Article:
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Flower power

Flower power

WONDER • The Journal • May 19

Springtime means tulips, right? This spectacular, yet humble, flower simply screams springtime, but do you know why? It’s all down to a chap called Carolus Clusius, a botanist from the sixteenth century. He introduced the tulip to the Netherlands from the Ottoman Empire (present-day Turkey). In 1593, as honorary professor of botany at the University of Leiden, Clusius collected all sorts of bulbs and seeds. When he established a botanical garden there, he planted his prized, private collection of tulip bulbs. The next spring, in 1594, the first tulips flowered in the Netherlands.
 
At that time botany was becoming a discipline in its own right and was no longer considered a branch of medicine, the plants of interest only for their medicinal or culinary properties. Clusius was one of the first people in Northern Europe to recognize plants for their own sake, valuing their beauty as well as their use. Free exchange of bulbs occurred among a small, elite group of collectors. Clusius worried, however, that the exclusive world of the flower connoisseur was becoming cheapened by too many people becoming involved in the flower trade. Ordinary people sought out flowers and bulbs and they were soon being bought and sold as commodities.
 
 
Clusius stood his ground, refusing to give his bulbs to traders who wanted to resell them for a profit. However, when he wrote the first major book on tulips in 1592, they became so popular that his garden was raided, and bulbs stolen on a regular basis. On one occasion, in 1581, some of his most valuable bulbs were stolen by a servant while Clusius was in England, sold on to a noblewoman who displayed the flowers in her own garden. Though lamentable, it was the thefts that dispersed his collection.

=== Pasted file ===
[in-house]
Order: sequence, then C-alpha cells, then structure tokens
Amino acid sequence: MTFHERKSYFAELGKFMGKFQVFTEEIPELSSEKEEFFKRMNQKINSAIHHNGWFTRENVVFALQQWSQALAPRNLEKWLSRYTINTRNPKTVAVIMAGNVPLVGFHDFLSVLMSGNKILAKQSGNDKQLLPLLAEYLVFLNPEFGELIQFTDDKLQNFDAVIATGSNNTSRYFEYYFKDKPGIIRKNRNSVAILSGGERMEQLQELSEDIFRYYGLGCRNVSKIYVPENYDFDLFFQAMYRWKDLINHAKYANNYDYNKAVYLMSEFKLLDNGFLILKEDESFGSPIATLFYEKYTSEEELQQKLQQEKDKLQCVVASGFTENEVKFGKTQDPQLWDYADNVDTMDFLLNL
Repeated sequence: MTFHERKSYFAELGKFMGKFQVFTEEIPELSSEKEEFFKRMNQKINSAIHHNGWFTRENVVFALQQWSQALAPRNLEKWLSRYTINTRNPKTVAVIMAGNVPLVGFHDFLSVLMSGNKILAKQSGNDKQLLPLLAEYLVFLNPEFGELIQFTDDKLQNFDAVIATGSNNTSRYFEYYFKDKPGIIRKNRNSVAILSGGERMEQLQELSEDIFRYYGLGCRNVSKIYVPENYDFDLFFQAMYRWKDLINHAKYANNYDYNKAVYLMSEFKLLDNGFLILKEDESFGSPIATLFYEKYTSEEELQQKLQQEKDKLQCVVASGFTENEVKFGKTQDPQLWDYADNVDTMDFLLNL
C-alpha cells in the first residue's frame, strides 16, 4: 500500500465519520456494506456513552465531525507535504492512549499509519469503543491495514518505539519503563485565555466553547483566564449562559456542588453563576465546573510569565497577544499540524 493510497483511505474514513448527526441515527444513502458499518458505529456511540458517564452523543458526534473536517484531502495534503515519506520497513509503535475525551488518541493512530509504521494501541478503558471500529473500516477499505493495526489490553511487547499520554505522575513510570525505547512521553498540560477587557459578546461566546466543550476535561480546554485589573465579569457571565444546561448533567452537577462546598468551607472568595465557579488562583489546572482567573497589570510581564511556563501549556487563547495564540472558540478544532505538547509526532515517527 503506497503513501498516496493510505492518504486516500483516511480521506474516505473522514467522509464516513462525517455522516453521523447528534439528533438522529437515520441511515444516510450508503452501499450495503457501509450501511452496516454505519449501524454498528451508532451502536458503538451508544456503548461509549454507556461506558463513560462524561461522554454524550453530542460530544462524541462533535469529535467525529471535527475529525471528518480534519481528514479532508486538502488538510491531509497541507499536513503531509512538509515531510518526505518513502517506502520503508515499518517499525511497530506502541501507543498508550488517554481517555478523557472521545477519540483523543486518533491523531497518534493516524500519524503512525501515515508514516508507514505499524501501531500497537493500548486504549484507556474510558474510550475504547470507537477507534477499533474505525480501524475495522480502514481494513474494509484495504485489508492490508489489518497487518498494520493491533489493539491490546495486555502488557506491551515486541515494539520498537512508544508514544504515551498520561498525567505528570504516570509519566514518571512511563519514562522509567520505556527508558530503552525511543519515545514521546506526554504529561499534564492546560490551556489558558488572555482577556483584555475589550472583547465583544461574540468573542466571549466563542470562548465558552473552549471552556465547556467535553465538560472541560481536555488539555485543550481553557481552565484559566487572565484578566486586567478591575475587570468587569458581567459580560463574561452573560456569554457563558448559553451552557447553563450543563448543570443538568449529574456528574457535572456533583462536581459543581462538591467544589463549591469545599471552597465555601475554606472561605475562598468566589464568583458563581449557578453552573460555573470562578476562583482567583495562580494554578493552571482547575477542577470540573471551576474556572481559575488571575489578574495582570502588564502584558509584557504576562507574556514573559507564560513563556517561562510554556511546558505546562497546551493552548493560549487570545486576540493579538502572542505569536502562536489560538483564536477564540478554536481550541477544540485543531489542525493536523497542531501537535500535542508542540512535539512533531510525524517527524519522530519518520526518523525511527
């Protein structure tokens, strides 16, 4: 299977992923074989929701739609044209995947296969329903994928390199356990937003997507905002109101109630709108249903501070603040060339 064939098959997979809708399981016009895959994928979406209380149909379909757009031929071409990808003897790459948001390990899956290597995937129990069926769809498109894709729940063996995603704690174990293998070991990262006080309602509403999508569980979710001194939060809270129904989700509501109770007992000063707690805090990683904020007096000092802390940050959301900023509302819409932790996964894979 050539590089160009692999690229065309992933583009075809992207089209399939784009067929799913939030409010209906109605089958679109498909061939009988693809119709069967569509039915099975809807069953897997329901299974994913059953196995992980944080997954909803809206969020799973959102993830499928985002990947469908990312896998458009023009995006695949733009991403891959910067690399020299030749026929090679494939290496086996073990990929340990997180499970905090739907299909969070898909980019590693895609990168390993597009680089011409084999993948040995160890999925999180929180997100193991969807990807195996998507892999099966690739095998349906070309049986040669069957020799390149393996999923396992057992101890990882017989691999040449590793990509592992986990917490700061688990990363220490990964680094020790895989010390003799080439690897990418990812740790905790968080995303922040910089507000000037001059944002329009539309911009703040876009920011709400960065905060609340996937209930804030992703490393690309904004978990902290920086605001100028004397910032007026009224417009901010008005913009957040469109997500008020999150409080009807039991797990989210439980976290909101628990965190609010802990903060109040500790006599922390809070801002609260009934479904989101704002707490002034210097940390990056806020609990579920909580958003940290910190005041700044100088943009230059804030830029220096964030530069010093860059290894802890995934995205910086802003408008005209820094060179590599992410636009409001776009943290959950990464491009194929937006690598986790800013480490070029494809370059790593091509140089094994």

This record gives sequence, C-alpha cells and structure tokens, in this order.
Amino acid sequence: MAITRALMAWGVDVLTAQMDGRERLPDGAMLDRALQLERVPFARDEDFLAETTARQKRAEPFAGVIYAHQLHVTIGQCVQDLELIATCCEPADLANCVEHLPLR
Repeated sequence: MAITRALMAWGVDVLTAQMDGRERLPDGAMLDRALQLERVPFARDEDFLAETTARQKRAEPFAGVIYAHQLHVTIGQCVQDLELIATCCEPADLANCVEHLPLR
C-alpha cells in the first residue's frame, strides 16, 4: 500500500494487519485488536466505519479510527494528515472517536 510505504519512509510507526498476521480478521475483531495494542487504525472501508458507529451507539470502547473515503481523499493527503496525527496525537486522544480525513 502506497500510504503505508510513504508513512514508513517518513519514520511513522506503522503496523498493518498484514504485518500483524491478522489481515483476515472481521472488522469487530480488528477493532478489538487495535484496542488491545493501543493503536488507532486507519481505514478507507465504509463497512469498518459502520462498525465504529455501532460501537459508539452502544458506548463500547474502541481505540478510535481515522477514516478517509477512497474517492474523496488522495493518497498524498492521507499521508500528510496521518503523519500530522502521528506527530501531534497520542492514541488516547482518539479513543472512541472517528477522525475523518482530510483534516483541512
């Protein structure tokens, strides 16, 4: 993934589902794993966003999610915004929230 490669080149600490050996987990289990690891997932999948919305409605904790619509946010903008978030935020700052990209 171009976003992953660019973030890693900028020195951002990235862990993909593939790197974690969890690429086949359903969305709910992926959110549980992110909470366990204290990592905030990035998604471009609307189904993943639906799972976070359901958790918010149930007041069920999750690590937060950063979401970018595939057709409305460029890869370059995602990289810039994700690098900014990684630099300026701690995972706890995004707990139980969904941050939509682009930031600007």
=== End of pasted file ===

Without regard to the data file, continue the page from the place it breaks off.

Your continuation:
As the Dutch Golden Age grew, so did the popularity of the tulip, appearing in paintings and festivals. In the mid-seventeenth century, tulips were so popular that they created the first economic bubble, known as ‘Tulip Mania’ (tulipomania). As people bought up bulbs, they became so expensive that they were used as money until the market in them crashed.
 

These days we all enjoy tulips from the Netherlands, thanks to Clusius and his stolen bulbs (that were the progenitors for bulbs grown today). He would have been happy to know that Holland is affectionately called the ‘flower shop of the world’. Celebrations of the tulip still abound. In spring the tulips hold full celebrity status, taking centre stage at a festival that is held every year in the largest flower garden in the world, just outside Amsterdam: Keukenhof Flower Gardens.
 
The Keukenhof Flower Festival brings people from all over the world to see the expansive 19th century gardens dressed in full tulip regalia. Designed in an English landscape garden style, every year forty gardeners plant 7 million bulbs at reserved locations throughout the park. This year the theme is ‘Flower Power’: a modern take on the power of flowers to inspire. The gardens are transformed into a painting-themed spring wonderland swathed in deliciously scented tulips, crocuses, hyacinths, orchids, carnations, irises, daffodils and other bulbous blooms. Celebrating 125 years of Vincent Can Gogh, there is a tulip-made Van Gogh self-portrait and also a Tulip mania exhibition.
 
If you want to feast your eyes on the colour tulip, it’s on until May 17th. Or if you’d like your tulips immortalised on your favourite Stow piece, contact us for your very own commission by the talented Patsy Rathbone.

The Journal

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